Is running blindness/brain freeze a thing?

I think I went a bit nuts tonight. Was very tired (six hour journey home from Bingley mostly sitting in traffic - should have taken 3 hours and a half) and stiff, so went for a run to get my steps up and get my legs moving and feeling a bit better.

I KNOW that the distance between the railway bridge near the sports centre up to the next one on the cycle path is 2.5 km. So, even with wanting to do 5k, I should have walked to that, run to the top bridge and back, then walked home.

Oh no. Started the Fitbit app at home, thought "never mind, the pace will be wrong for the first km but at least it'll track the whole thing." Started running on the path towards the first bridge. The 1 km warning sounded not long after I had passed my "start line."

Brain, totally illogically (and it is illogical, I know that now) argued "okay, I haven't run 1 k yet, because that's up by the sheep field, so if I run to 3 km then it's about 2 km really and I've got about 3 km from that point to get home and then I'll have done my 5k."

Ran to the top bridge (remember in real terms, by this point I've actually run over 2.5 km and I've convinced myself I've done less than this). Turned around, started to run back. Started to get a stitch not long afterwards (because panic has set in, I'm running too fast and it's the time of the month, TMI but heigh ho). Had to walk for a few seconds then started running again. Told myself off and vowed to run a bit further at the end to make up for it. Over the next five minutes I have to walk again twice - probably for no more than twenty seconds - so agree with myself to carry on running a little bit further at the end to make up for this failure.

The 6k warning goes off before I get back to the sports centre bridge. Acknowledging that technically I have run 5k by this point (which part of my brain kicks in I'm not sure, but I soon start ignoring it again, never fear) I walk, stretch out my right side (which is cramping, again) and then carry on running. Up the track, and home.

Checked on computer when I got in, just to compare mapmyrun stats with Fitbit (because I don't completely trust Fitbit yet, and mapmyrun shows a nice pace graph Fitbit doesn't).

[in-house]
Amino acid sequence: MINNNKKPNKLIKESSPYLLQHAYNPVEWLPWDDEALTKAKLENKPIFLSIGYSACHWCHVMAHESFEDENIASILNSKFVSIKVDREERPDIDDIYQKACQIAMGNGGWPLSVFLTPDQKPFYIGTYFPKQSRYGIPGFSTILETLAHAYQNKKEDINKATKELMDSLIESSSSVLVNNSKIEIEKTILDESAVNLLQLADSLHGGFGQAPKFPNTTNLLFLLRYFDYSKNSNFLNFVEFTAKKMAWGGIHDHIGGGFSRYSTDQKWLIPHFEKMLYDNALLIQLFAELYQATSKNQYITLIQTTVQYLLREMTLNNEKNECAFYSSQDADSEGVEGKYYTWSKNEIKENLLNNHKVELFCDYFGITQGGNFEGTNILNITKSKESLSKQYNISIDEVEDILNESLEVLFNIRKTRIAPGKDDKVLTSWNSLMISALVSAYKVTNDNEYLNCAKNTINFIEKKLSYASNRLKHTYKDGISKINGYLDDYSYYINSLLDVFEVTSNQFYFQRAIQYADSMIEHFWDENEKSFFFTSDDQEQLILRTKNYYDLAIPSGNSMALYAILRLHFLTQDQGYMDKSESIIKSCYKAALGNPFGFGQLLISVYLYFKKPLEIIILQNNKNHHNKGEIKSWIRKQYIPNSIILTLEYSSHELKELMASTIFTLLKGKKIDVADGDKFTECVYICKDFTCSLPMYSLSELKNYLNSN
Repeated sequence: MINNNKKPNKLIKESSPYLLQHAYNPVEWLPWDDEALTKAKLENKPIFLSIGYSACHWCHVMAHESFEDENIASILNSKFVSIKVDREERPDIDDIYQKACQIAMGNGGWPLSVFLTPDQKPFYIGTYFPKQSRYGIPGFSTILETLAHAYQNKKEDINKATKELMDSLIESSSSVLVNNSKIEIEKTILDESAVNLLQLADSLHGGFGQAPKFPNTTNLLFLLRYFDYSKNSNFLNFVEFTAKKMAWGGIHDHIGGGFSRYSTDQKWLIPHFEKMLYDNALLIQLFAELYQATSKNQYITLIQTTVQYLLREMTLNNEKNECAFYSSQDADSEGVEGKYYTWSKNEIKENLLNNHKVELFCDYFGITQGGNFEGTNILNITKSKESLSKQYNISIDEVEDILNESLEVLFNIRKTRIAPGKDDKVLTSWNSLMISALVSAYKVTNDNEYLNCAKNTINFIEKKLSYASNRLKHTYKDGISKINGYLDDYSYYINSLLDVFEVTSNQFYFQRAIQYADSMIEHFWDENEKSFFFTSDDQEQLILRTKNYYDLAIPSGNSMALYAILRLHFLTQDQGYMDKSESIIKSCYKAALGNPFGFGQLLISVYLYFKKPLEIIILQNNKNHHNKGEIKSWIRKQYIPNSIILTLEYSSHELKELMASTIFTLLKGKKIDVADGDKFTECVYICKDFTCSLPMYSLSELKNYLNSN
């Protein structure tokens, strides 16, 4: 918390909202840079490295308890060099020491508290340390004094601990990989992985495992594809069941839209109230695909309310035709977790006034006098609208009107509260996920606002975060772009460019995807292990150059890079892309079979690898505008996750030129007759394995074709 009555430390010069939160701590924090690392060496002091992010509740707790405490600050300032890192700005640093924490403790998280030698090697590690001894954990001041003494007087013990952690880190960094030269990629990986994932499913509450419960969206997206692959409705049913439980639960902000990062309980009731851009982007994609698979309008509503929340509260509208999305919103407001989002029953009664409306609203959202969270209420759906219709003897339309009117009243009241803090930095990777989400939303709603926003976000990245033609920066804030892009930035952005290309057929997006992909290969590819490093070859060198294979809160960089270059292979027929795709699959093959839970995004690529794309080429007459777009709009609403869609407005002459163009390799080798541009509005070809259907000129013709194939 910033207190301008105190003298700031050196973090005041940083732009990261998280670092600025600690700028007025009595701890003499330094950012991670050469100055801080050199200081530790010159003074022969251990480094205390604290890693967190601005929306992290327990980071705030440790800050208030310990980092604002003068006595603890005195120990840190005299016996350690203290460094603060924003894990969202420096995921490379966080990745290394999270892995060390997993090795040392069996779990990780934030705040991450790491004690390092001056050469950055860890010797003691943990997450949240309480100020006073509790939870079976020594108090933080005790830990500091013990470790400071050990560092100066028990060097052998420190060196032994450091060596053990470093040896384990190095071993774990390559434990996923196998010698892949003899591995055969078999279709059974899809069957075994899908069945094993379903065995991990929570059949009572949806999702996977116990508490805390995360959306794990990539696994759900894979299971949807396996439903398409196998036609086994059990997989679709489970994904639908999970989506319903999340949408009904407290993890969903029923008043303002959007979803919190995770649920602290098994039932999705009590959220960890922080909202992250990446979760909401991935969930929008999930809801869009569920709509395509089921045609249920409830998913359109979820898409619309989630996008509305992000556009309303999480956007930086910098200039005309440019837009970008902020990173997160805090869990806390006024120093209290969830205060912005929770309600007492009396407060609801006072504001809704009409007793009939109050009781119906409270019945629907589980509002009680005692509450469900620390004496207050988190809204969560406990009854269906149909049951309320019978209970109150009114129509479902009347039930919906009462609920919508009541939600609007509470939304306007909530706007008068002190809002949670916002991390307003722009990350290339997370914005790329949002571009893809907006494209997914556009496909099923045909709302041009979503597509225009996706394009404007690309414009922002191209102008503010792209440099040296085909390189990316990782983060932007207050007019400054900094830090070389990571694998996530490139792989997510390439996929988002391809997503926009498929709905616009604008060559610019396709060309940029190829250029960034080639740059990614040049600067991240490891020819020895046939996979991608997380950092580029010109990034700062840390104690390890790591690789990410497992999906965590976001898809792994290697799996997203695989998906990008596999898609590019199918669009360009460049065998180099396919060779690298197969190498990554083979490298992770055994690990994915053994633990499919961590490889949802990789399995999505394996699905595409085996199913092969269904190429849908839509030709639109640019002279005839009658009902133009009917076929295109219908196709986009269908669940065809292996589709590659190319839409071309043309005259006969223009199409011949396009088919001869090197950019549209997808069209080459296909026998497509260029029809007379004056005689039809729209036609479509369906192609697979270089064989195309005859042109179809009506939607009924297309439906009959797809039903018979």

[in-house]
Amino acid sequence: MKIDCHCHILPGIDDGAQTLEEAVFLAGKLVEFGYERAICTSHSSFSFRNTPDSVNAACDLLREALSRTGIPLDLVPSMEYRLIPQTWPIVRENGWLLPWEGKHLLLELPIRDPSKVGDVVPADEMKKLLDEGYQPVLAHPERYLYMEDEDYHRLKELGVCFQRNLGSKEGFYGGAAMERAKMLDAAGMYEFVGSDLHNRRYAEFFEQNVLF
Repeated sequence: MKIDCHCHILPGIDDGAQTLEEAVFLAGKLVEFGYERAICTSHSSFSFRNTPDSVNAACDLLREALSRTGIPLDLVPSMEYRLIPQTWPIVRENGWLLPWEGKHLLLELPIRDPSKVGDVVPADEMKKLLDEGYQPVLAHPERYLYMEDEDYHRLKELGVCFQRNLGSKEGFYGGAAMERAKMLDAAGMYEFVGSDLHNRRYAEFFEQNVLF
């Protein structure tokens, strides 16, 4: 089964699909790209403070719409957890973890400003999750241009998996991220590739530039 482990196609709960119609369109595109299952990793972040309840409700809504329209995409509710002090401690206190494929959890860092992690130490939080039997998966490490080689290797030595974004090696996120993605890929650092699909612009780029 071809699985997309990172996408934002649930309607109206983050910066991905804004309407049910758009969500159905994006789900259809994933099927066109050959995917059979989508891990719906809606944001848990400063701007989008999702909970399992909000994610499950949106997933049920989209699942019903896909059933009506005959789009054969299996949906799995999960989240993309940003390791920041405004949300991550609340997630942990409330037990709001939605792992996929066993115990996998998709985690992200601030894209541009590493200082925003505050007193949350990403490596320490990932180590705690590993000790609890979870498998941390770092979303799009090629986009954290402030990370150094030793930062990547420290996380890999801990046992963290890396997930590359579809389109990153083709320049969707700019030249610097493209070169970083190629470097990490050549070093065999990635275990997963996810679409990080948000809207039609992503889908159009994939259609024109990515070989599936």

Total distance covered: 6.96 km.

You can see on the graph that my pace went up when I started running at 0.5 km. I carried on running (with the brief walks) until I got to my door.

So 6.46 km was covered mostly running.

No wonder I now feel rough. I am blaming hormones and tiredness for just not noticing.

I might have a two day rest now. I only really went out because it's going to chuck it down here tomorrow!! And now bits of me hurt and I'm confused because I didn't actually run 5k without stopping, but I probably did get to about 3 and a bit before walking briefly and... gah! Onwards and upwards.


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17 Replies

  • Maybe you really wanted to run the whole almost 7km, knowing it wasn't such a good idea, and then just tricked yourself into doing it? Without tricking yourself like that, you'd have had to run a lesser distance you actually weren't in the mood to run. ... No, no, that would mean this running has made you mad. :-)

  • :) Definitely a lack of blood to the brain tonight I think, it was all in my legs! You're right though, I wasn't completely in the mood to run and dragged myself out of the door. Sort of glad I did now - but I suspect I'm going to suffer tomorrow!